Scilab says: “Hello Cantor!”

…and also makes calculations!

In recent weeks, I worked primarily with the communication between Cantor and Scilab, via the backend that I am developing. The task was very interesting because in the project, the technology chosen for implementation, was changed.

Before, I had proposed to use the API call_scilab, which makes the communication between the C/C++ and Scilab. But, studying the code of Cantor, I realized that other backends uses KProcess class (or QProcess), which allows Qt code to initialize a thread of other software and make communication with him via the standard streams stdout, stderr and stdin.

However, Scilab originally did not use these streams. So, talking to my mentor Ledru, we decided to implement this functionality.

After a few days and further studies, could provide support to these outputs in Scilab! And, voilá, Scilab says “Hello Cantor!” via backend! Click images to enlarge:

The backend is actually functional, although, of course, missing a few details. Now we have many screenshots. :-)

Backend for Cantor Scilab making calculations:

Add variables, uses pre-defined functions and allows various calculations in the same workspace:

Works with multiple workspaces simultaneously:

Emits error messages in the workspace:

That’s it! Well, let’s now a great resume with quick information about this project:

What’s missing?

  • Management charting. Nowadays, the backend generates the chart of Scilab in another window. This will add the possibility of generating the chart in the workspace of the Cantor;
  • Syntax highlighting;
  • Auto-complete of the native Scilab functions;
  • Working the character encoding of the output;
  • Manage large outputs. When Scilab is a calculation and will print stuff on screen, the environment shows only a portion of the output and asks if the user wants to see more. In the backend it does not work, because when the first part of the output is shown, it is impossible to send another entry to Scilab. Below, in the image:

I can test this backend?

The backend code is in the branch scilab-backend Cantor repository, and performs all the functions described here. However, it needs the Scilab repository version to work, because I had to implement support for streams standards – ie, you must download the Scilab code and compile it. Another time, I’ll write a post with some tips on compiling Scilab.

For those who do not want to venture into the process of compiling Scilab, the way is to wait for the next version of Scilab to be launched in September. Just as it does in Scilab backend for Cantor function.

So that’s friends, who have to read the text here and stay tuned for more news. And do not forget to comment here about what you’re thinking of this project. ;-)

5 thoughts on “Scilab says: “Hello Cantor!”

  1. Great news, and the project is definitely great too :)
    But IMHO execution of interpreter using KProcess is just very ugly way to do things (especially when scilab provides such a simple API to execute code). This interactive shell wasn’t created to do such things (I mean working inside other project), in opposite to call_scilab. Moreover, scilab shell inside the cantor will simply eat more computer resourses (one more pipe, one more process, et cetera). Anyone can say “Who cares?”, and he’ll be right, because the difference in eaten resources will be minimal, but.. Well, if there’s correct and right way to do stuff and this way isn’t much harder to implement – why don’t just use it?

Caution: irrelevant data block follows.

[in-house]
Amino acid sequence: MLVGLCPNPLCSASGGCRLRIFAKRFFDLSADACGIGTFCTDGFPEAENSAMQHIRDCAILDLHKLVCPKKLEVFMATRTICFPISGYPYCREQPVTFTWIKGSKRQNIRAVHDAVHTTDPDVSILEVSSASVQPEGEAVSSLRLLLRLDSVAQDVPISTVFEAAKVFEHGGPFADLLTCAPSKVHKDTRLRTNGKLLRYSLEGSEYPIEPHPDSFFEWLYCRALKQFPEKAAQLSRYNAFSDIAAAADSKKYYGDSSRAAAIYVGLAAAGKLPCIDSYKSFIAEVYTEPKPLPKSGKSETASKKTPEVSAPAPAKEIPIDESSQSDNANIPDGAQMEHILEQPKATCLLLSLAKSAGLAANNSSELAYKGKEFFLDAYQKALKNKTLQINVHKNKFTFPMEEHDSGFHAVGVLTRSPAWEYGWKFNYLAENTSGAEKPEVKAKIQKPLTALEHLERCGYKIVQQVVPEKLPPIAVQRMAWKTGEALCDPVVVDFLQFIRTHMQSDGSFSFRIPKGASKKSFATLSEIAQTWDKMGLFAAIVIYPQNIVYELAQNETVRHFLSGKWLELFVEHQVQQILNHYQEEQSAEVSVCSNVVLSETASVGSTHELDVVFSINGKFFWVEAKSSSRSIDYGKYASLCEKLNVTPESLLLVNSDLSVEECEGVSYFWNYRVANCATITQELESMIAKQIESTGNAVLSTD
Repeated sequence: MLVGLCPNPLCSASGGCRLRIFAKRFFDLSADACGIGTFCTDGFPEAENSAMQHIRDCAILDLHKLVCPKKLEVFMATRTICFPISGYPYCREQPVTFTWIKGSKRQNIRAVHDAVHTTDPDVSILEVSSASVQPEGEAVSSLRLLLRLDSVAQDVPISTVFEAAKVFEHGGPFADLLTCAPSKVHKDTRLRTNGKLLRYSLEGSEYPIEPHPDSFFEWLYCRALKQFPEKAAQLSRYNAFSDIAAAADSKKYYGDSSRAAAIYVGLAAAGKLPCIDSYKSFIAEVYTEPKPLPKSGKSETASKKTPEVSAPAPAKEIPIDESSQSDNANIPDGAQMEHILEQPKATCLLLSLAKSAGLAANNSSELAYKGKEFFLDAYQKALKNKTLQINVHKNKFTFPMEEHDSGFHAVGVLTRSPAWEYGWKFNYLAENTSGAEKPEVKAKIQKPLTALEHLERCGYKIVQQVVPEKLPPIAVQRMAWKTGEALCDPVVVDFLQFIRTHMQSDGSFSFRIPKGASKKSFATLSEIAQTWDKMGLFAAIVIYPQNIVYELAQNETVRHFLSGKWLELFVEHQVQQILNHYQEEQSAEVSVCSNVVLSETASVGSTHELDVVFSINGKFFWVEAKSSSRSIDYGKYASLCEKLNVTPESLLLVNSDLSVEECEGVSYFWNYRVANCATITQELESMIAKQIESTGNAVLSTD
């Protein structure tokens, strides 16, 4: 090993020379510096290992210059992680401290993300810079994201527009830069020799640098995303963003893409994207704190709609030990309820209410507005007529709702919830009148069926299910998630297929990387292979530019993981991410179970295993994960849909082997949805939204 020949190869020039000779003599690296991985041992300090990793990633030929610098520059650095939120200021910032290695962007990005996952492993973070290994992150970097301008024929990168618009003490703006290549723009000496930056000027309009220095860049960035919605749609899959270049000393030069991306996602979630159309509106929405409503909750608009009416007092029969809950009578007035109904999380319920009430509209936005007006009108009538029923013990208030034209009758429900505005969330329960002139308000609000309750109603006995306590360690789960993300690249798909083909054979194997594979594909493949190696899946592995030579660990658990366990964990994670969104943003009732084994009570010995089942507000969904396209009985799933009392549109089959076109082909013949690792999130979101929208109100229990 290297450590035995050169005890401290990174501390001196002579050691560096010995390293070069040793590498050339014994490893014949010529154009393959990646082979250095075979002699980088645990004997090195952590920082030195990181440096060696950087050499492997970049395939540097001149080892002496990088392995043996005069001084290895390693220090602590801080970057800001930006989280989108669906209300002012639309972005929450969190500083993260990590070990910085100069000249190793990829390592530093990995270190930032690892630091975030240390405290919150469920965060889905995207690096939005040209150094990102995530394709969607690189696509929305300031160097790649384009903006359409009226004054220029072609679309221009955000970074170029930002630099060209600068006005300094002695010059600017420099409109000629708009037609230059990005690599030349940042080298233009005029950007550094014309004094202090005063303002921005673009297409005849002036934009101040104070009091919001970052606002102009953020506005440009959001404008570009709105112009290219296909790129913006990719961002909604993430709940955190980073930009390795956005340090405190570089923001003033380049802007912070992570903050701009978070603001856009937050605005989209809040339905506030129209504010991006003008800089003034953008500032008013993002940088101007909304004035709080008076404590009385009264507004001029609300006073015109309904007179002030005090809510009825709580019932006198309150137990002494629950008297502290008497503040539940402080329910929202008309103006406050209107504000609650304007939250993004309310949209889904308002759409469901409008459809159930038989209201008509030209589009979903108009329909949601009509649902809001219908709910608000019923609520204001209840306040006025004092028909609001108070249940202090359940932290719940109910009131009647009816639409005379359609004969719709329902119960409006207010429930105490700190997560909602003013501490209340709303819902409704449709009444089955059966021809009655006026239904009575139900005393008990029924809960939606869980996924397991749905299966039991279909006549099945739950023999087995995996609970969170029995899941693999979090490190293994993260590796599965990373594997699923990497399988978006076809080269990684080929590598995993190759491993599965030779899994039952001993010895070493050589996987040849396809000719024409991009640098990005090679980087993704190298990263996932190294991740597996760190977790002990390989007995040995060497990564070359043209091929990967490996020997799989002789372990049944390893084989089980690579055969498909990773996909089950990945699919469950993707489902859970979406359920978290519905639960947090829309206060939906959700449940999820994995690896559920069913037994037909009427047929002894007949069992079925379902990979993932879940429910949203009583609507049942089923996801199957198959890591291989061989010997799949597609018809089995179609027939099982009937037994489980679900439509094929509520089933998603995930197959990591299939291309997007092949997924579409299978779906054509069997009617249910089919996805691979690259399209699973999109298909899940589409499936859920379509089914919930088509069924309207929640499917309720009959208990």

And BTW, clicking on image to see the larger version doesn’t work (I’m using Firefox 5.0 beta 2 if it is important).

    1. Hello @User,

      There aren’t “correct and right ways” to do this. There are choices. And what I did was follow the pattern of development of the other backends, do not demand a greater computational cost or even prohibitive.

      To enlarge image, click with right button and select “View Image”. :p

      Cheers.

      1. Hi @Filipe Saraiva,
        there isn’t really a “pattern of developement” in Cantor for talking to a backend(that’s why the whole backend code in the lib is so abstract). For example KAlgebra, R and the Qalculate(currently in playgroud) backends use some kind of API calls, while Sage,Maxima and Octave use the embedd-shell-approach. It is up to each backend to decide how to do things.
        For sage and maxima the only reason I used that approach was they don’t seem to export any kind of API(that I’m aware of).
        So please use whatever method is best for your backend. From my experience parsing the output is usually easier to set up at first, but it may lead to some weird and unexpected bugs. The API-way is normally the more failsafe way to go, but might be harder to set up initially (and there is the thing where you have to decide whether you want to directly access the API in cantors main process, in a separate thread, or in a separate process, see e.g. kalgebra vs. R backend).
        I hope this comment sheds some light on why the current backends are implemented the way they are.

        Anyway, keep up the good work,

        best regards

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